Thursday, April 10, 2008

The Mysticism That Drives Us

There is something covertly mystical about the character of
Jake Taylor (played by Tom Berenger) in the movie Major
League. In the main scheme of the movie, he is arguably
the main character as the story follows his 'in and out of
the majors' baseball career and his attempts to win back the love
of his life (Lynn - played by a young Rene Russo). Although
Sheen's wild thing representation of pitcher Ricky Vaughn
captures the most screen time, Jake Taylor makes this
movie what it is - a timeless classic of sentimentality,
baseball and friendship.

I guess I have a pretty deep emotional bond with this movie,
though. My best friend Bri (and next door neighbour for many
years) was always a Cleveland Indians fan. There was nothing
really that drove him to that decision to become a fan - except
for maybe a little influence from his older brother, Rob. From
a young age, he started wearing Indians apparel in any chance
he had to be public about his baseball opinion. Brian and I were
what you would refer to as 'game geeks'. I can remember many
long afternoons (and evenings) in his cool-tempered basement
playing Earl Weaver Baseball on a PC that didn't even have a
colour monitor.

We would make up our own teams and this game (advanced for
its time) would actually keep a running tally of each player's
stats. Brian beat me most of the time. When I started to get
decent at it, we were too old to really enjoy it anymore. The
interesting thing about the teams we made, though, was the
fact that Brian's players were all just hilarious pun-type names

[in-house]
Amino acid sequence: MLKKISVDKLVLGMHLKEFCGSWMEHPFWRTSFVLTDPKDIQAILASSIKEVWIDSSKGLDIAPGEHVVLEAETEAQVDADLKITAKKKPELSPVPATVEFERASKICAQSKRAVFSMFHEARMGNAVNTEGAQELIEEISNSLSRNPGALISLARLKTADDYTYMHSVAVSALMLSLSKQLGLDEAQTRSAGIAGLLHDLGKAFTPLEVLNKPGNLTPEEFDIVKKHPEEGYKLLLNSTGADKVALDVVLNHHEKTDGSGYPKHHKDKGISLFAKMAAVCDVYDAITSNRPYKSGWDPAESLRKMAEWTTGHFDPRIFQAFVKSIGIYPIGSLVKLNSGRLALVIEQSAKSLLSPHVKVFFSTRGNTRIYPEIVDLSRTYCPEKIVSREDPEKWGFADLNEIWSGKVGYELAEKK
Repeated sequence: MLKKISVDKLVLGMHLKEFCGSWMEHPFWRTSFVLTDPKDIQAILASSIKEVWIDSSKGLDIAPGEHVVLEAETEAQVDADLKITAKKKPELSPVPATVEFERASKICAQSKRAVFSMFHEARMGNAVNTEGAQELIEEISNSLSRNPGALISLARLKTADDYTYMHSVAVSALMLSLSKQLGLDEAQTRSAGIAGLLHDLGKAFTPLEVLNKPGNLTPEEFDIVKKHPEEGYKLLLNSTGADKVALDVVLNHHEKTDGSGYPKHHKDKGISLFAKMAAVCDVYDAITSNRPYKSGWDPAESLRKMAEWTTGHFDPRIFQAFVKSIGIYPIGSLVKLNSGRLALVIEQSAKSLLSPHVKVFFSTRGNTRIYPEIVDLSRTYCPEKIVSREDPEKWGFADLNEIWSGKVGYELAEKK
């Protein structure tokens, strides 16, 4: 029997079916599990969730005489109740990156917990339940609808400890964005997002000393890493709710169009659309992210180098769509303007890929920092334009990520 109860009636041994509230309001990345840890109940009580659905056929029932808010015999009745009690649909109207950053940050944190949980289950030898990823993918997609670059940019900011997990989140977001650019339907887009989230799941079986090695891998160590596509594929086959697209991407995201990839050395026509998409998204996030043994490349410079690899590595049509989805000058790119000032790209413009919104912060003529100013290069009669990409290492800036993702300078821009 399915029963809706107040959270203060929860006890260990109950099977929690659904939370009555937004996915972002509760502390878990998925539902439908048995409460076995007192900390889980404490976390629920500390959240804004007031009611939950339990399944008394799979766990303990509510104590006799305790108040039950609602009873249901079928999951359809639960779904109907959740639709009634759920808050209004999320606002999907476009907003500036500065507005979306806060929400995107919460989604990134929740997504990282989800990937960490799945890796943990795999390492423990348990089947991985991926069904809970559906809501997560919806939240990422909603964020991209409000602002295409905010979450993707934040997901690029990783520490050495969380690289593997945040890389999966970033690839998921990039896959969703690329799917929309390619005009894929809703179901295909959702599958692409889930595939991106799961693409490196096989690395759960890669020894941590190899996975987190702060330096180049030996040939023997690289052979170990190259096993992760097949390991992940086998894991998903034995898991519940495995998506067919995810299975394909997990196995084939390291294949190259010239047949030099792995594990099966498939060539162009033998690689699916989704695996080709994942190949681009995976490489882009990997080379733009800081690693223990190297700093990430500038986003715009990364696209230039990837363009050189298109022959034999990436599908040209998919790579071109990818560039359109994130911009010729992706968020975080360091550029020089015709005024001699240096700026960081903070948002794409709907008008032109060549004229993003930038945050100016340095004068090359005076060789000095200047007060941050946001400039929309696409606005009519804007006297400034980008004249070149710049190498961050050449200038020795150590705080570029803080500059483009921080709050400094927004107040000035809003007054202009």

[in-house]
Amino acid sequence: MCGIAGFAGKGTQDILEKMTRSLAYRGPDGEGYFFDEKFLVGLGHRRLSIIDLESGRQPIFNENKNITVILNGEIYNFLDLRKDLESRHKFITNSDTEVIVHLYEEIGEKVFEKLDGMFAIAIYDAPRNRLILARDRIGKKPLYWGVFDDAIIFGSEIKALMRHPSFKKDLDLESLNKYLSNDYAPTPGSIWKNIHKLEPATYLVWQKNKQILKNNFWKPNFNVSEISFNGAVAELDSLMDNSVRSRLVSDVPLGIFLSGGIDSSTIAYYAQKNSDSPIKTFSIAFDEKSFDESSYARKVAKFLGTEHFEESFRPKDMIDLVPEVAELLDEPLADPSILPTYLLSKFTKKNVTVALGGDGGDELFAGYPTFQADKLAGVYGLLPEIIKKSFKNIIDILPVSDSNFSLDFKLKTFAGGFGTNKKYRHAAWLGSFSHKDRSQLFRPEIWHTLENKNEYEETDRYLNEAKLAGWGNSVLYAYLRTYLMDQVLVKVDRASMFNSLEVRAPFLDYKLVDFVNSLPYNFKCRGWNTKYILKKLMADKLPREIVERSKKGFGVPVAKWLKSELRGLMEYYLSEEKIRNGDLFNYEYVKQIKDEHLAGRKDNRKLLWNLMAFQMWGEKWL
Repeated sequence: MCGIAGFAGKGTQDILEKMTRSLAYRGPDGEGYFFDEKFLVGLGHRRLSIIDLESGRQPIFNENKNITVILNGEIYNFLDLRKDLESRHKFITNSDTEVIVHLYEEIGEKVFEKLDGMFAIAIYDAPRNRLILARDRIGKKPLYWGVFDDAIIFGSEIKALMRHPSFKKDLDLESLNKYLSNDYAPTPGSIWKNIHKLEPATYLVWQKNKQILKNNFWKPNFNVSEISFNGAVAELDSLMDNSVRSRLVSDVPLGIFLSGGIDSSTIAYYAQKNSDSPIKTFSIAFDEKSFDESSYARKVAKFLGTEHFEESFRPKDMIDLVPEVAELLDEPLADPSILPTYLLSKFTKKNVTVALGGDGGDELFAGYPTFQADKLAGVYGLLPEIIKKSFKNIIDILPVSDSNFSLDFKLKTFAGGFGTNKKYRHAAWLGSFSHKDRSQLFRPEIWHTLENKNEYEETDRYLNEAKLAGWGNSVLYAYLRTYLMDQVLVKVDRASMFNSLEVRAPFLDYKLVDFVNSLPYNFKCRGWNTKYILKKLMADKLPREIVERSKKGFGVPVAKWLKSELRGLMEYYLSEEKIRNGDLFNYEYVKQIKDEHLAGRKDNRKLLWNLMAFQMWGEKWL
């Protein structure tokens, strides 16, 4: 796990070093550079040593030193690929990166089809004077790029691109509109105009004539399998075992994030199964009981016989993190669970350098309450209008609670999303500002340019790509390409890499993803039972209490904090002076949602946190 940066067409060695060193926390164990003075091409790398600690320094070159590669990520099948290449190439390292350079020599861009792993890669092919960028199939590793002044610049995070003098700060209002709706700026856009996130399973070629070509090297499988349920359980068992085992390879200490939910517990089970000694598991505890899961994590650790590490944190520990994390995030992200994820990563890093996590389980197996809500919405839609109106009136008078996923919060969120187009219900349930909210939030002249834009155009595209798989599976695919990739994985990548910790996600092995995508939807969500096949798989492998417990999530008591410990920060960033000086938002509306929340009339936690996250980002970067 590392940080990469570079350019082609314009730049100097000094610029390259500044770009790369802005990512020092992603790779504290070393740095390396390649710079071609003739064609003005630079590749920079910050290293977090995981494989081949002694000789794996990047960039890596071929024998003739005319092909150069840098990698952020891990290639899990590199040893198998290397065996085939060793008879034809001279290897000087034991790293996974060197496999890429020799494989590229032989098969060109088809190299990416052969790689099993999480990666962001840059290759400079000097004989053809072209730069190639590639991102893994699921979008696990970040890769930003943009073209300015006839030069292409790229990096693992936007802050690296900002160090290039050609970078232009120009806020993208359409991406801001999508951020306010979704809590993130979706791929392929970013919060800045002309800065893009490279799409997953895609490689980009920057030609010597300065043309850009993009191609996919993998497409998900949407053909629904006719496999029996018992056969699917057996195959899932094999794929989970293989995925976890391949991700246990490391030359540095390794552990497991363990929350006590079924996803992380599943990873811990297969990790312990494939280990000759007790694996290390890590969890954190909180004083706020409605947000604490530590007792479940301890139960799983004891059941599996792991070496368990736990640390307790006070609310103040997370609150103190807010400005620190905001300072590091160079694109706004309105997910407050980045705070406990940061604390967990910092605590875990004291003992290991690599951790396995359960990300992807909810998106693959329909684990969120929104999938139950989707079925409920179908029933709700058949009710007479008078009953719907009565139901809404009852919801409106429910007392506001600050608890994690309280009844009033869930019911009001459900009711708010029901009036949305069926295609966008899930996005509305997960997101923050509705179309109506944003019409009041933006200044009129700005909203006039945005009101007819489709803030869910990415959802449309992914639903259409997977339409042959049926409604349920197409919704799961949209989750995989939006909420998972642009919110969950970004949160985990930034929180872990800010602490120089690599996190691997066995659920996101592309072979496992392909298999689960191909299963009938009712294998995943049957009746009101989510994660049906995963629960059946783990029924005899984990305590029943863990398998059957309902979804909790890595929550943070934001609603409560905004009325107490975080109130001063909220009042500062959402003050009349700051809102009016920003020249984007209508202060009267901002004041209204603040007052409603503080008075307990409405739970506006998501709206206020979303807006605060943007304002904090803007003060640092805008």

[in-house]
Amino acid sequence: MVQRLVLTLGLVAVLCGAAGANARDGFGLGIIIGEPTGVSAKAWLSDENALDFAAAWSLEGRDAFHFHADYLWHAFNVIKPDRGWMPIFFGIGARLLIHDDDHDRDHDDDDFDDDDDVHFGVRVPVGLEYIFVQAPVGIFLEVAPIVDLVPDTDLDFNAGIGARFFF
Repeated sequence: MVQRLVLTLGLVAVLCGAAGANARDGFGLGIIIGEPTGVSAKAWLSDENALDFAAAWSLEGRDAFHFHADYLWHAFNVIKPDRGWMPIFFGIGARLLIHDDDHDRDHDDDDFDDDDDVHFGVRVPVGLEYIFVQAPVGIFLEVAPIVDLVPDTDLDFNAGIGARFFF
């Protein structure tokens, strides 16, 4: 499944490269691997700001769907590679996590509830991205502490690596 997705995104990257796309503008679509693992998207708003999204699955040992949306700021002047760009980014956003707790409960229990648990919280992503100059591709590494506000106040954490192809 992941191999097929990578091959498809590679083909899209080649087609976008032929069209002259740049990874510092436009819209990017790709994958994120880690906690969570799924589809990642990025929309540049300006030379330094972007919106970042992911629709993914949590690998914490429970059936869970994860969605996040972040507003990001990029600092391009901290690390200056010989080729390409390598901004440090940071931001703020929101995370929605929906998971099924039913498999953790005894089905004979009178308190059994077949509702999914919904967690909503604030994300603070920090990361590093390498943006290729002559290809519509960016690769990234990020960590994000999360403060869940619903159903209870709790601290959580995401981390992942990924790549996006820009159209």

(i.e. Al Coholic, Buck Naykid, etc.) but my players were all
friends of mine. I think it's because, in some weird way, I liked
to actually picture my friends playing in that very game and
having the chance to be heroic.

In the aforementioned film, there is a scene that gives me
chills (even though I'm well aware that it is basically a comedy
movie with a very light dramatic undertone). Jake Taylor
comes on to the field before the first game of the season and
envisions himself at the plate, pointing to the bleachers and
calling his shot before hitting a game winning homerun. I think
I love this scene because Jake's dream is not about his own glory -
his dream encapsulates not just his own good but the good
of his team. In actuality, his character spends most of the
movie as the glue of his often warring teammates.

If you've never seen the film, I highly recommend it on
a balmy, spring evening.

I'd like to think I'm a little bit like Jake Taylor.

I just hope I'm not like him in the sense that he wakes up,
at the start of the film, with a Mexican hooker across his
hung-over body.

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